Oh for fuck’s sake. As somebody who was a teenager in X-Files fandom, I was well aware of there being “adult” (or at least adult-ier) spaces and non-adult spaces. Most of my time online was spent on an AOL X-Files message board where the members spent time being young and goofy and dumb. It was some of the best times of my life, especially for an isolated teenage dweeb. And in spaces outside of that, you bet the adults and the AOL mods had no hesitations upbraiding us for stupid and annoying behavior, which there was sometimes, because lbr, young people can be short-sighted and rude in ways specific to the young. There’s plenty of things I did online that make me cringe when I think about it. And I am grateful that I was allowed that latitude, and that older fans modeled better behavior. But I/we (to my recall) never had any illusions about the amount of work that adults put into things for us, including Gossamer, listservs, and smaller fic archives.

(I am also grateful that pretty much everybody took us at our word that we were 18 when we joined the listservs where they kept the explicit fic.) [29]


I had unmonitored, unfettered access to the internet by age 14. We lived in a house with a second phone line because my dad worked in computers (god we had three lines at one point, it got a little insane) and I’m here to tell you I was the EXCEPTION to age and internet access, not the rule. And I was “18” from the moment I stepped into fandom space. I knew I had to be an adult, it was very clearly marked, and even without big ass neon signs, the atmosphere was that of adults expecting adults. (Though I’m sure some of you guessed, age was NEVER discussed openly, for everyone’s protection.) All those early websites and archive designs? They needed adults to pay or build them. Early listservs usually needed a member of academia in order to run b/c the only place with servers powerful enough and enough storage to run them but without the supervision and oversite that would get them shut down but WITH the easy access where university students. Usually masters or PhD students at least. Never at any point, unless I found someplace via an AOL BB board listing, was my age and “presence” expected to be ANYTHING but adult. God there was a few years where age statements where a THING. And those statements wanted you over 18.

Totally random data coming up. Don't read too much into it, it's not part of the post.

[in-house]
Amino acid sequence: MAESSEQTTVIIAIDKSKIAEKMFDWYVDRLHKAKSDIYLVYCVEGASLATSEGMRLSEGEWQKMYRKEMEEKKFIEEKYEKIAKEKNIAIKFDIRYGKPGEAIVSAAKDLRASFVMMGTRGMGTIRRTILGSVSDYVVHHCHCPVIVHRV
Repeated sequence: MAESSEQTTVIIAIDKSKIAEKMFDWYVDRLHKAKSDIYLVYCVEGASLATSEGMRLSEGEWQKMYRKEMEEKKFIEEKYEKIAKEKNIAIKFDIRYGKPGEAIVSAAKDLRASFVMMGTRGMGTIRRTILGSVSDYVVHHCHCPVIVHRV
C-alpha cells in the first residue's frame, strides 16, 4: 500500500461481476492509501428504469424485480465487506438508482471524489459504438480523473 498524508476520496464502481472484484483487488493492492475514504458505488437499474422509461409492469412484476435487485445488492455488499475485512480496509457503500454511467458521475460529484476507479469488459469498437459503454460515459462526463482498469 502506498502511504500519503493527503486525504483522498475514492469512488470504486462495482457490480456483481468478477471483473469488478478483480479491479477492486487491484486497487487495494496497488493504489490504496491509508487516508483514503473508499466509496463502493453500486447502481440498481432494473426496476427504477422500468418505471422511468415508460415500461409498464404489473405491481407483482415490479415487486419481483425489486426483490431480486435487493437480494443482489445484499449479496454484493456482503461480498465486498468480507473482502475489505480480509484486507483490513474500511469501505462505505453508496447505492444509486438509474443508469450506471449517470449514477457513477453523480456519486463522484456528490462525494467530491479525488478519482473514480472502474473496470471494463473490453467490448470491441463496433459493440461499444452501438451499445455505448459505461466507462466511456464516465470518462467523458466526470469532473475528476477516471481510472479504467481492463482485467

Trust me kids, fandom was build on ADULT shoulders and wallets and we’re getting pretty PO’d by being told to get out, or even better, that we don’t belong here now.[30]
I joined fandom in my late teens, but I’ve ALWAYS been aware, that there ware many people older than me, contributing the most awesome stuff too! (I think the beginnings of Merlin fandom (on lj) that I was there for was the first fandom that skewed young, but still had awesome older writers/participants).[31]


My mother, who is now in her 60s, is in a book about Star Trek fandom [32] (she was really active in fandom when TOS was on the air) and is still a huge nerd. We saw Terminator 2 together almost a dozen times in theaters. She’s not active in online fandom, but she pinged me the instant she heard Stan Lee and the Woz are going to throw a con, to make sure I knew and would go with her, just like we went to cons together when I was younger.

Me, I’ve been a raving fangirl since I was about six. The X-Files was my first online fandom - my Dad joined an X-Files fan list on my behalf through his work email and shuttled emails back and forth from his office on floppies for me. (At least, until we finally got internet at home.) I met my Partner through a friend I made on a Matrix email list back in college, and I’ve been active on everything from Livejournal to Tumblr here as fandoms have shifted their bases of operation.

Fandom is all-ages, y’all, and pretty much always has been.[33]
I’ve never been part of the xf fandom, but I am seeing a lot of crap in all the fandoms I come across. It’s so ridiculous for young people to think this is a young space. I can’t even imagine what makes them think that. Maybe it’s because I entered the HP fandom, and nearly immediately fell into the Drarry ship when I was 11/12 sometimes back between GoF and OotP. I had read a few gen non relationship fics, and stumbled onto this one where Draco and Harry “became friends” (so I thought) and I liked it. It’s like “yes, this, why can’t they just get along” and then all of a sudden they were kissing. It never crossed my mind that other people my own age of 12 saw sexual attraction between Draco and Harry. It was a gift a more “worldly” person was sharing, that they could see from their own experiences that I hadn’t had yet. That they were generous enough to share and help us see things differently.[34]